Artist Spotlight: Janet Holmes

Through a Lens: Our Female Gaze

February 1-February 28

Opening Reception February 8 | Artist Talks February 10

Through a Lens: Our Female Gaze presents six artists who are telling their stories through the photographic lens. Lisa Murzin, Shelagh Howard, Marlene Hilton Moore, Lorraine Parow, Janet Holmes and Lauren Young share a variety of work for this exhibition hailing from different backgrounds, generations and experiences.

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Statement

I have always loved animals, but for many years I was afraid to get involved with animal rescue because I couldn’t imagine how I would deal with the heartbreak. A few years ago, I decided that animals needed me more than I needed to be comfortable, and I began volunteering for animal rescue groups as a photographer and caregiver.
In January 2017, during my volunteer shift at the Wild Bird Fund in New York City, I met a hen who was suffering from severe and chronic reproductive illness. I discovered that her ailments were common for chickens like her. As I learned more about chickens, I discovered a network of vegans (primarily women) who rescue and care for them. I thought about how so many women still struggle to control their own bodies and obtain adequate reproductive health care, and how people in turn are socialized to exploit hens’ reproductive systems. Even across species, it seems that society expects to dictate how females use their own bodies.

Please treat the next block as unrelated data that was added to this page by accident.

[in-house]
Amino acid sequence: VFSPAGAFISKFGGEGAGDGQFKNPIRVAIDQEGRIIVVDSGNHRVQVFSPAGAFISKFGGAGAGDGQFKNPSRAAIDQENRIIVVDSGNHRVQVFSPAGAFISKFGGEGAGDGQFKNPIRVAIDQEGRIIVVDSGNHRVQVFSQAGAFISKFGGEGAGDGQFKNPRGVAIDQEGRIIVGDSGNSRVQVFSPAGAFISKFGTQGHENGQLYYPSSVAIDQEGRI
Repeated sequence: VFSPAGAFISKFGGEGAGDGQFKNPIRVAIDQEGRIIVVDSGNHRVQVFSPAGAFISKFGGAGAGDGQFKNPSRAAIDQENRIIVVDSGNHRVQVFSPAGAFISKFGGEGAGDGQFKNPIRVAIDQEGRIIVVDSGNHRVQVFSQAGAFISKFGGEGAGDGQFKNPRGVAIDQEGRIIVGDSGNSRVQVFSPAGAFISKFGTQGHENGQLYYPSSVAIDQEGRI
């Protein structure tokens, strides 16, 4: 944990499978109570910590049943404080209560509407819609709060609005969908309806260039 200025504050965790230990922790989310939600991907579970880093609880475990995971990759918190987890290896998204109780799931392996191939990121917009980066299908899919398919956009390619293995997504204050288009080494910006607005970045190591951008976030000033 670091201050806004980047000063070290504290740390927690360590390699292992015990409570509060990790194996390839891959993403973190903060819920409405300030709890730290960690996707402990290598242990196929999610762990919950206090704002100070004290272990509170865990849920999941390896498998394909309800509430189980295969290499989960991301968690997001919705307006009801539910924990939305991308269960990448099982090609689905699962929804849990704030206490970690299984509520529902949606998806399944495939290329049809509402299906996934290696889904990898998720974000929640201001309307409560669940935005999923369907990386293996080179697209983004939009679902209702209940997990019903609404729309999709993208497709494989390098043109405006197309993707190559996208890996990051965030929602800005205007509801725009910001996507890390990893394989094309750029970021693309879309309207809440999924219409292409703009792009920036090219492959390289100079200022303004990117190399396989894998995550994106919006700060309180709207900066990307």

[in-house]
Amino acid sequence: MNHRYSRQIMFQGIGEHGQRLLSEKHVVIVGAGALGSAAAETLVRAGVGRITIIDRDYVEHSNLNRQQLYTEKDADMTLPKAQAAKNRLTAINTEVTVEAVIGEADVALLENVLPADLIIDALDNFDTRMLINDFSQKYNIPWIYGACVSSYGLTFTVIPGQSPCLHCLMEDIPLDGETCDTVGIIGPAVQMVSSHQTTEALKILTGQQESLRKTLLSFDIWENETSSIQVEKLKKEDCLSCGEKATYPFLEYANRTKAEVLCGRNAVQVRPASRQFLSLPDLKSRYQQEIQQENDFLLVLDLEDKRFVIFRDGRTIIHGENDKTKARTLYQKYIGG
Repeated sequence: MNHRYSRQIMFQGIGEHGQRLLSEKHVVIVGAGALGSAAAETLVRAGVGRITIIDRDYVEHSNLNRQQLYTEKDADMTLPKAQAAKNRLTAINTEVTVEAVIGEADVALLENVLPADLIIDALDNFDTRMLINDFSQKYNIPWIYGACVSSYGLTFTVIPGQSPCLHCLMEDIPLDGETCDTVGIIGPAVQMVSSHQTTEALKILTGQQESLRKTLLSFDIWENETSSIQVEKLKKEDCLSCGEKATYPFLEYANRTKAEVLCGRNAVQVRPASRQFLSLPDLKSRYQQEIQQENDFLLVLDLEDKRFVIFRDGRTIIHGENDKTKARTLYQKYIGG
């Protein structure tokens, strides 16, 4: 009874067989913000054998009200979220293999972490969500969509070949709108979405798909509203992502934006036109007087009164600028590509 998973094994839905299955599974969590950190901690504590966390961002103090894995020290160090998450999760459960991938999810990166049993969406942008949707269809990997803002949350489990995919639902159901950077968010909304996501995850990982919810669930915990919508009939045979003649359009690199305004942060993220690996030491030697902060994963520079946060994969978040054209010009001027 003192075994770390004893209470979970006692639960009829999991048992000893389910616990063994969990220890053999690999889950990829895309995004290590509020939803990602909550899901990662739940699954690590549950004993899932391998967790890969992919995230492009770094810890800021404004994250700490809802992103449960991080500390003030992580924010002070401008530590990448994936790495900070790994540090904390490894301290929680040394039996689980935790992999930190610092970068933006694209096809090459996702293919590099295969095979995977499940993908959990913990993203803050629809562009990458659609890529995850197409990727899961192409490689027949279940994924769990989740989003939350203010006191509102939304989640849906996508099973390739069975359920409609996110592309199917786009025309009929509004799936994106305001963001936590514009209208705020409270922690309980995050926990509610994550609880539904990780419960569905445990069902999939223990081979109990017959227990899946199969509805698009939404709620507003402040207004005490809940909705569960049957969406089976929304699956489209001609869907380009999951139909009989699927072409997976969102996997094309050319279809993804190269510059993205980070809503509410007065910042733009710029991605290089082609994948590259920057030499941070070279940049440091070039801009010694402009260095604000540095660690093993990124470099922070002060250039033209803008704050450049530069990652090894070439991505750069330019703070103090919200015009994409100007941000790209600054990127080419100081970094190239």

And so I began photographing these chickens and their rescuers to pay tribute both to the birds who have suffered so much and the women who invest so much love, time and money caring for them.

How has your photographic process been informed by your experiences

As I spent more time experiencing animals as individuals through the lens of my camera, I began questioning how I could profess to love them yet continue exploiting them for food, clothing and other materials. I committed to become vegan and use photography to advocate for animal liberation.

My values as a vegan influence the subjects I photograph, the materials I use, and how I make photographs. For example, I avoid as much as possible any materials (like gelatin in traditional film and certain papers) that are derived from animals. As part of my photographic process, I sit with my animal subjects, witnessing their existence and importance as individuals, not objects. I invite them to experience me through sight, smell, touch and taste – on their own terms and in their own time. When possible, I photograph them at eye level to emphasize the parity between (human) viewer and subject.

In this series of portraits, I’ve expanded the frame to include animals with their rescuers. My goals are to highlight the deep bond between chickens and their people, pay tribute both to the birds who have suffered so much and the people who have invested so much time, money, love and tears in rescuing and caring for the birds, and encourage viewers to see chickens as sensitive beings worthy of our respect and protection.

50% of the profits from sales of work in this series will be donated to The Microsanctuary Movement’s Hen Reproductive Health Care Fund (www.microsanctuarymovement.org) to help caregivers cover the cost of contraception and other reproductive health care services provided by veterinarians.

 

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